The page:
I have an LLC in Nevada formed back in 2005 but have not been kept up to date. It is now revoked. Bringing it to current would cost around $3K in fees. I do not intend to bring it current but was told I cannot dissolve it until the late fees are paid.
What are the legal ramifications for not dissolving an LLC in Nevada?
The only ramification is that if you ever want to reinstate the LLC, you will need to bring the LLC current with the Secretary of State. As you have discovered, that can be very expensive. Often, people do not want to pay the $100 filing fee to dissolve the company and simply let it lapse. There really isn't any thing wrong with that unless there is a chance you may need to operate the LLC in the future or bring a lawsuit on its behalf.
This is general information that is not to be construed as creating an attorney-client relationship. Please consult with an attorney to obtain legal advice with regard to your specific situation.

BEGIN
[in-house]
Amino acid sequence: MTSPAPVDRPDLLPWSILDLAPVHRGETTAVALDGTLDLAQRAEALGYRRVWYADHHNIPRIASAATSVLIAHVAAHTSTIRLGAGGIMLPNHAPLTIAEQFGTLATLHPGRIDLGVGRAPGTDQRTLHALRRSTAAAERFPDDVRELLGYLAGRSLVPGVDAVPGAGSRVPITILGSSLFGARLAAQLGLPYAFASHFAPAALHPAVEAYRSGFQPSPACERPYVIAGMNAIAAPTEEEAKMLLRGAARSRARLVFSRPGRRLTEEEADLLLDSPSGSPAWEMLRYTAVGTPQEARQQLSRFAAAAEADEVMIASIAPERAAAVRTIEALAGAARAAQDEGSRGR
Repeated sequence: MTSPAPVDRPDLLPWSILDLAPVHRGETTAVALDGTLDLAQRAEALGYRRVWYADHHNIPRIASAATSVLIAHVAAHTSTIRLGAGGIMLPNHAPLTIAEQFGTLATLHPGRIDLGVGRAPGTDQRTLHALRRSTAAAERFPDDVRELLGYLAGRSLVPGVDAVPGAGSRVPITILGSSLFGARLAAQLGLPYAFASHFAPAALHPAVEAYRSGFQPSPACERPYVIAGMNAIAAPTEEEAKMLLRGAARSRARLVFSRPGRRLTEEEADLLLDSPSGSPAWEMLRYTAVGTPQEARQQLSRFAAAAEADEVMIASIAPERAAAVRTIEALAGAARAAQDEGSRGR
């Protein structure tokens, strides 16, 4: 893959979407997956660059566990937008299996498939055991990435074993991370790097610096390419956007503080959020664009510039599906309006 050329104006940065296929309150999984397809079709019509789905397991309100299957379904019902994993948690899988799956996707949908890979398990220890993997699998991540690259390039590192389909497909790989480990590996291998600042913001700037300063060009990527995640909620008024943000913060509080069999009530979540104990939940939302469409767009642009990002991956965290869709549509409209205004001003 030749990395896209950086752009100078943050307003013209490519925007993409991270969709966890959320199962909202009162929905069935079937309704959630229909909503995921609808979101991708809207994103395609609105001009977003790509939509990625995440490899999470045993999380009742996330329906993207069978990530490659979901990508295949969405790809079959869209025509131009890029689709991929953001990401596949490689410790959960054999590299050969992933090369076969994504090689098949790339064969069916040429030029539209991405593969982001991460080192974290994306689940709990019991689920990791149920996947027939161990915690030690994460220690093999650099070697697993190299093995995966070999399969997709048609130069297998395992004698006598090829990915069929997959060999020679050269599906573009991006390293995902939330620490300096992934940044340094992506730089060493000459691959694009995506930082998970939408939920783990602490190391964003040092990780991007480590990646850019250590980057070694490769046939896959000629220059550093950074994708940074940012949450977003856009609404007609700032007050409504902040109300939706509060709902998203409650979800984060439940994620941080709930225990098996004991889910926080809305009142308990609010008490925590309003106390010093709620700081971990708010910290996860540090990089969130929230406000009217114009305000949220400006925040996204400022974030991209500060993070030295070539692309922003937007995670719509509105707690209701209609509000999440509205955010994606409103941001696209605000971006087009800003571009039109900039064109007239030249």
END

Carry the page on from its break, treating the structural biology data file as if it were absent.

Chapter 11 Bankruptcy Attorney
No real ramifications, unless there are debts and you take assets.
In some form or another, when the LLC dies, the members and/or managers become trustees of the property for the creditors. If there are no outside creditors, the members are the only creditors, and receive the assets.
Note that some other states have wildly different results, and the officers/members may be personally liable for the annual fees.
Unless there are outstanding debts or other contractual obligations of the LLC that leave some other person or entity hanging, you can just let the company die a natural death (by not renewing). If, however, there is any chance you will need the LLC to conduct some business or sue another person or business, reviving it might make sense, rather than having to do it later at even much greater expense.
Mr. Williams is licensed to practice law in the state of Nevada. The foregoing response does not constitute legal advice and does not create an attorney/client relationship. The response is, essentially, educational only, and is intended to provide general legal information about the matters presented by the question. Often, the question does not include significant and important facts, dates and other information that, if known, could significantly affect the appropriateness of the response and make it unsuitable. Mr. Williams strongly advises consulting directly with an attorney licensed in your state in order to ensure proper advice and counsel is received.